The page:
Friday, 20 March 2009

Recession Expression - A Guide to Writing Through the Fear

We’re in it Together

We’re all in the same boat: it’s sinking, but we’re all in it. This is the time to give thanks to your chosen deity that you are not a banker. You were born creative and with creativity comes inventiveness and resilience.

Your laptop is your life raft. As a writer, your job is not to stand on the sinking ship complaining that the brochure said it was ‘unsinkable.’ As a writer, your job is to chart the progress of the journey. The vessel may not be heading towards its intended shoreline – it may, in fact, be going down – but it is still on an historic journey and your fingers are the ones that can tap that journey out.

Why Write in a Recession?

Why not? This is a decisive moment in history and anything you write now will be valuable. Does that mean it will make you a millionaire? Probably not but it will certainly make you more wealthy. In a recession lots of bad things happen. People lose their jobs; creditors call in debts; houses are repossessed… none of this is good news. These external factors can affect you badly and make you feel trapped and fearful but none of them should stop you writing.

The things that trap us and make us feel truly hopeless are what William Blake called “mind forg’d manacles” and these, not the external factors, will have an effect on your ability to write. If you decide to write no matter what is thrown at you then, while other people are able merely to complain about what they have lost, you will be able to create new things: books; articles; blogs... Creation in the midst of destruction: that is true wealth.

Releasing the Mind Forg’d Manacles

Well, now we’re all fired up to write, and feeling great about our creativity and place in the scheme of things, it might be time to throw in a few practical tips.The theory’s sound but if the manacles are clamping down or the raft has sprung a leak what then?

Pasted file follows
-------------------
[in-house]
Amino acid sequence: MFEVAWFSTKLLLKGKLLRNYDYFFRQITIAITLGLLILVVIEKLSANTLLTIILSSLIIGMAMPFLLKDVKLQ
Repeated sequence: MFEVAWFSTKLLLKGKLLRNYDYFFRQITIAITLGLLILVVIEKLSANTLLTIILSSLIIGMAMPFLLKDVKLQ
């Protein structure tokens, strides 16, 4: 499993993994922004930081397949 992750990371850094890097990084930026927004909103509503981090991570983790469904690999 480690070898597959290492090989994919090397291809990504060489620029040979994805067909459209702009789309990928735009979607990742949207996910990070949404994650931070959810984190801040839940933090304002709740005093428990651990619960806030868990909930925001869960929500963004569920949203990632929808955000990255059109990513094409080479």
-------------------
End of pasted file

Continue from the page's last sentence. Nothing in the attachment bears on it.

Forget everything. Forget the money you hope to make from your writing; forget the collapse of the global economy; forget the endless to-do lists. Simply find a space to write and commit to doing so.

Understand that the space doesn’t have to be a location, it can be a time. Give yourself a set period of time when you will not allow yourself to be disturbed. It doesn’t matter if you’re in a room on your own or a busy coffee shop. You have to decide that this moment is your writing space and it will not be disturbed. Once you’ve done that, write. Don’t edit it or criticise it. Let it flow. Let yourself write unutterable garbage. The point is to keep the pen moving or the fingers tapping. You can edit it later.

Know that you are doing something important. I have read many letters from writers saying that they lack support. They frequently express a lack of confidence in their work because their friends or family members mock them for thinking they can be a writer. Tune it out. You know you are a writer. That is enough. If you act as though your work is important, your mind will pick up on it and make the time and space for you to write.

And Finally…

Even with the best intentions, it can be hard to focus on writing when you haven’t enough money for food or heating. You need to know that this is no excuse. It is perfectly possible to be living in subsistence level poverty, scraping by on benefits and still be creative. I have had two brushes with hypothermia over this winter and we can’t afford to go food shopping more often than once every two weeks, so I’m not writing from an ivory tower myself, but I’m in a far better position than many writers and I’m sure the same is true of most of us. Anne Frank was creative. What do we have to complain about? That said, here are a few tips to make the process easier.

Writing on a Budget – Tips

Keep your food costs down by buying in bulk. If you buy unbranded sacks of rice and pasta and store them in airtight containers, you’ll save a fortune. They keep for ages so, if you find yourself with some spare pennies one week, stock up. Also, stock up on vitamin pills for the weeks when a food group or two goes astray.

If you’re an omnivore, buy chicken but don’t buy chicken breasts. When you buy chicken breasts, you’re paying processing and packing costs you don’t pay when buying a whole chicken. You can get 16 meals out of a chicken (see my blog for more info on this obsession of mine!) Let none of it go to waste. Make stock from scratch and you’ll have soups, stews, pasta sauces etc for the week.